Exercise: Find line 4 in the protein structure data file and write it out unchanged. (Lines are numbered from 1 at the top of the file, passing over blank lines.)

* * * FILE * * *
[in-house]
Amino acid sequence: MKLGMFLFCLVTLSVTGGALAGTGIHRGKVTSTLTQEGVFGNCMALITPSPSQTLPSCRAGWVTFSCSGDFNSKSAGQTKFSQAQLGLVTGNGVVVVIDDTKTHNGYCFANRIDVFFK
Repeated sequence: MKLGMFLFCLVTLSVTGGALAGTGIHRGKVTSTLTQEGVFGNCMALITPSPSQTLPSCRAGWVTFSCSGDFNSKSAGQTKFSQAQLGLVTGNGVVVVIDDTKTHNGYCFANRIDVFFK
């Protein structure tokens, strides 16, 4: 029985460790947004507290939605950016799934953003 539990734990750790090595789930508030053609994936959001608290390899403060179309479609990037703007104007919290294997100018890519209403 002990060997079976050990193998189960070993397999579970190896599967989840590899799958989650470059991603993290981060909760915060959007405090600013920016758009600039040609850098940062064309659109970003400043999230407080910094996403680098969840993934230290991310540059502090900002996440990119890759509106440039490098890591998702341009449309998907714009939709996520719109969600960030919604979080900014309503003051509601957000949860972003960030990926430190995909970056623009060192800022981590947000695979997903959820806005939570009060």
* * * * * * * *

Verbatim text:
């Protein structure tokens, strides 16, 4: 029985460790947004507290939605950016799934953003 539990734990750790090595789930508030053609994936959001608290390899403060179309479609990037703007104007919290294997100018890519209403 002990060997079976050990193998189960070993397999579970190896599967989840590899799958989650470059991603993290981060909760915060959007405090600013920016758009600039040609850098940062064309659109970003400043999230407080910094996403680098969840993934230290991310540059502090900002996440990119890759509106440039490098890591998702341009449309998907714009939709996520719109969600960030919604979080900014309503003051509601957000949860972003960030990926430190995909970056623009060192800022981590947000695979997903959820806005939570009060």